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The Bicicletta Cocktail, a Milanese Classic

In an excerpt from her book, Stuzzichini, Stef Ferrari revisits a beloved spritz from Milan made with Campari, white wine, and soda.

Bicicletta cocktail.

The Bicicletta cocktail. Photo: Deepi Ahluwalia. Excerpted from STUZZICHINI by Stef Ferrari. Used with permission of Voracious, an imprint of Little, Brown and Company. New York, NY. All rights reserved.

In her new book, Stuzzichini, author Stef Ferrari explores the "Art of the Italian Snack," with recipes, stories, and more. Read more about the book here, but be sure and prepare yourself a Bicicletta Cocktail first, with help from this excerpt.

The name of this classic Milanese drink, the Bicicletta cocktail, is also a suggestion: Don’t get behind the wheel of an automobile after one. The story goes that the moniker referred not to the suggested method of transportation itself, but to the men who couldn’t keep their bicyclette straight when they piloted them home post-aperitivo. 

Today, this elegant drink appeals to imbibers of all persuasions, especially given its simple formula and adaptability. Swapping out soda water for sparkling limonata or flavored tonics can add dimension, and the selection of red bitters on the market can also serve to modify the cocktail’s profile.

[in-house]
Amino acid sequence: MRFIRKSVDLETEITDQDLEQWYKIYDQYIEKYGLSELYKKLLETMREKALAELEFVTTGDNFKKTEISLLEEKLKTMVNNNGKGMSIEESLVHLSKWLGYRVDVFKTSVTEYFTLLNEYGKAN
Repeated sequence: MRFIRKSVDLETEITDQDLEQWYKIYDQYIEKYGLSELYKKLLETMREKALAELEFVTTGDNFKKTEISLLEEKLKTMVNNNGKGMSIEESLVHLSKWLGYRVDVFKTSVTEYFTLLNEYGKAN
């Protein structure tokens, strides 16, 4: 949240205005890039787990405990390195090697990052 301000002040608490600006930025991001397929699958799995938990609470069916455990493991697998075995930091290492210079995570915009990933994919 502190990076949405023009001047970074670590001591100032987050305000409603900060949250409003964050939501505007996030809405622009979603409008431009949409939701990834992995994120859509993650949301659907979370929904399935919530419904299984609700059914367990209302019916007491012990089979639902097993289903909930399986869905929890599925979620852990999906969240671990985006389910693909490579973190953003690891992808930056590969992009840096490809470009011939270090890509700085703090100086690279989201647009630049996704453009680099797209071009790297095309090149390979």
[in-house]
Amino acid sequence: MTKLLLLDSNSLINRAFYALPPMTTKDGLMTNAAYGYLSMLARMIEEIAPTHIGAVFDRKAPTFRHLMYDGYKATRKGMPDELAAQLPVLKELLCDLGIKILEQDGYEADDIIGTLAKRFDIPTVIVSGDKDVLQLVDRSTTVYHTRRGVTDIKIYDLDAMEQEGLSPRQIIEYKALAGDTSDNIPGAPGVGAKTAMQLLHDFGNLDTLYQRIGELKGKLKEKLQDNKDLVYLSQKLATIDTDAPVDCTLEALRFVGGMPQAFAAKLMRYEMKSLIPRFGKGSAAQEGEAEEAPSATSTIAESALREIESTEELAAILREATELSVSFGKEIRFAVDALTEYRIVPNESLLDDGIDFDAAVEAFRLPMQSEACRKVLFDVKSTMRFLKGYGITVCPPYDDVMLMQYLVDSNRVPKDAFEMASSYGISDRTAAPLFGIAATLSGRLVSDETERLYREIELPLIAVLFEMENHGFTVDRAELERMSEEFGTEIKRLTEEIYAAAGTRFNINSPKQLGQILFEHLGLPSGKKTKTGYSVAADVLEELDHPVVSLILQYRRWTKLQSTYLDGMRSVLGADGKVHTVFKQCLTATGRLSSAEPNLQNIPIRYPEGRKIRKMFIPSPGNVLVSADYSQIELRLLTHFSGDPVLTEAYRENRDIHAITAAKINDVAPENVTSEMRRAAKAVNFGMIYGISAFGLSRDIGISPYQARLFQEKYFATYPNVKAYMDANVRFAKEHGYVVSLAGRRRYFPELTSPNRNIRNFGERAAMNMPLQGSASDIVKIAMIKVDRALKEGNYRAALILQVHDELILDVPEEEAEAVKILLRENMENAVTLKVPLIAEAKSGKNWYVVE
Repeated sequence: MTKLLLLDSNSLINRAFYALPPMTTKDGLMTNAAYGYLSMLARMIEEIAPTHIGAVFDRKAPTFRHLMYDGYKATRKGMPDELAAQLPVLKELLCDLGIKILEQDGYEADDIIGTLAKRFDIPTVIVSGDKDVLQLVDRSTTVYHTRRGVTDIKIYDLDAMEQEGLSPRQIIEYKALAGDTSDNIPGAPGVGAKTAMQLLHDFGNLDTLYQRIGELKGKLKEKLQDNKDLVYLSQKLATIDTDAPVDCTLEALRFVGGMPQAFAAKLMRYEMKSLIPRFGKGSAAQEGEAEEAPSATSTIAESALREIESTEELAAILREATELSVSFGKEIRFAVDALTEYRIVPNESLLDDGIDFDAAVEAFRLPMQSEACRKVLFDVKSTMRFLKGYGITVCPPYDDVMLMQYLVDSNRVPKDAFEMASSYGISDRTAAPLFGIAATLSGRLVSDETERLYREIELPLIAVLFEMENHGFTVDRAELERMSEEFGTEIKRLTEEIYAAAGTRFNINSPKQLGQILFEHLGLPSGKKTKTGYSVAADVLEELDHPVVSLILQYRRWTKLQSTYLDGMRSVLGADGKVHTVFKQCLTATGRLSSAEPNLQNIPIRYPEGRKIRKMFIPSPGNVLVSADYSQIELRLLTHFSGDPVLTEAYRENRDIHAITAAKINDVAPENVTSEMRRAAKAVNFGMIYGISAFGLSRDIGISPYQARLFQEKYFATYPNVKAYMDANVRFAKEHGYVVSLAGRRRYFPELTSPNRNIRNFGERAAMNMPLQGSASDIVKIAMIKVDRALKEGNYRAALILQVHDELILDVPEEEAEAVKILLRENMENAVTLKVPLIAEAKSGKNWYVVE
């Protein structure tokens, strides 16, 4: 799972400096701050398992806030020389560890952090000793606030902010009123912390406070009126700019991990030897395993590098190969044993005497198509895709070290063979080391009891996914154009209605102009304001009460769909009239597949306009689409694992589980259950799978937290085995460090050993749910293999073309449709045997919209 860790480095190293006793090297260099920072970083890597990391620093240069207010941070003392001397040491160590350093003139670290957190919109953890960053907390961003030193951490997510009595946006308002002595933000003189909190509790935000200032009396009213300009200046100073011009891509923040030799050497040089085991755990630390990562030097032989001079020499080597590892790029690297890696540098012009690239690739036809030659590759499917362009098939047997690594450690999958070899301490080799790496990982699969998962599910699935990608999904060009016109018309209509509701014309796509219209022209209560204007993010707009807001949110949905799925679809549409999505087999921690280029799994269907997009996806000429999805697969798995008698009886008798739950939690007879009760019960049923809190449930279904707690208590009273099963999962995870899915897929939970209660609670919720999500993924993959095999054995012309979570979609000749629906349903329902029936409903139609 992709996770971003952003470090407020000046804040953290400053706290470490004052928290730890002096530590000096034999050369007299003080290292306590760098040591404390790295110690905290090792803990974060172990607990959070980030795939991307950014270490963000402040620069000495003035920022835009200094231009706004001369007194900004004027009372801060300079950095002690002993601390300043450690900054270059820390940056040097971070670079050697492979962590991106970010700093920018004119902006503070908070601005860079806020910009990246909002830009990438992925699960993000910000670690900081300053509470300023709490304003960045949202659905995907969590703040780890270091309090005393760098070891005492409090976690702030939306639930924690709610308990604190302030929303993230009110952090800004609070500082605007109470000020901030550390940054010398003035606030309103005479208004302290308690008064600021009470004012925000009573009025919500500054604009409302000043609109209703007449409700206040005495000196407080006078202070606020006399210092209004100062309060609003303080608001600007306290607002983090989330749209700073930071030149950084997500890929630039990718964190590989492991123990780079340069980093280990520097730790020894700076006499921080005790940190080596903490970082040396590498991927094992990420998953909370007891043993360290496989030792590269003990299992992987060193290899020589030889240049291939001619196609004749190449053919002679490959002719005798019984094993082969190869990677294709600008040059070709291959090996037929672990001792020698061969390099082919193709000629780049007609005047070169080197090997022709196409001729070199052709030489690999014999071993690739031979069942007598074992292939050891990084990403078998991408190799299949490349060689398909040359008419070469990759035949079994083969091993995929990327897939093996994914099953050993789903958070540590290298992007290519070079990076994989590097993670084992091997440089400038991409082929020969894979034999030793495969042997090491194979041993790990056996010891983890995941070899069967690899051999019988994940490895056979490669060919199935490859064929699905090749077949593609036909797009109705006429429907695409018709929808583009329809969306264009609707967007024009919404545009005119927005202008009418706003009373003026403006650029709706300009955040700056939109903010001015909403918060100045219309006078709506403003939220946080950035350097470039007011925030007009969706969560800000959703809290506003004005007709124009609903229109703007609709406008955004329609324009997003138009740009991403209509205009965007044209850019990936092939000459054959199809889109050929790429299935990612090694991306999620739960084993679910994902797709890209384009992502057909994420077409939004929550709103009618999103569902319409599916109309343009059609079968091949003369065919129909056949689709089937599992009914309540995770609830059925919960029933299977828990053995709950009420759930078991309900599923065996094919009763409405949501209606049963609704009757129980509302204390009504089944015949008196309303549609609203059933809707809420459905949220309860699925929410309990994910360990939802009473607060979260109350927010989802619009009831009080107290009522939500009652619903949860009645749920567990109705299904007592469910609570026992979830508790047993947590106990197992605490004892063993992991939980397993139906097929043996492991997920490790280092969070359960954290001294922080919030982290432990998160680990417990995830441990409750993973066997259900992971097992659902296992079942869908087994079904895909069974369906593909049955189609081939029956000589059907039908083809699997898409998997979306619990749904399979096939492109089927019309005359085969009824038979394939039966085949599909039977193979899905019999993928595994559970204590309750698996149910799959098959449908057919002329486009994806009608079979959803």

Excerpted from STUZZICHINI by Stef Ferrari. Copyright © 2024 by Stef Ferrari. Photographs by Deepi Ahluwalia.
Used with permission of Voracious, an imprint of Little, Brown and Company. New York, NY. All rights reserved.

Bicicletta Cocktail

Bicicletta Cocktail

Recipe by Stef Ferrari
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Prep time


Cooking time




  • 2 ounces 2 (60 ml) dry white wine (like pinot grigio or Sauvignon blanc)

  • 2 ounces 2 (60 ml) Campari

  • Soda water, q.b. (see Note)

  • Citrus wheel


  • Combine the wine and Campari in a highball or wine glass and add ice.
  • Top with soda water, stir gently, and garnish with an orange or lemon wheel.


  • The amount of soda water in a bicicletta is another oft-debated and open-to-interpretation component of Italian cocktailing. Some say it should be a splash (about ½ ounce), while others have told me simply to “fill the rest of the glass” without ever specifying the size or type of glass. As with most “recipes” in the spritz family, how much water you want to add to your cocktail is adaptable to your mood and needs.

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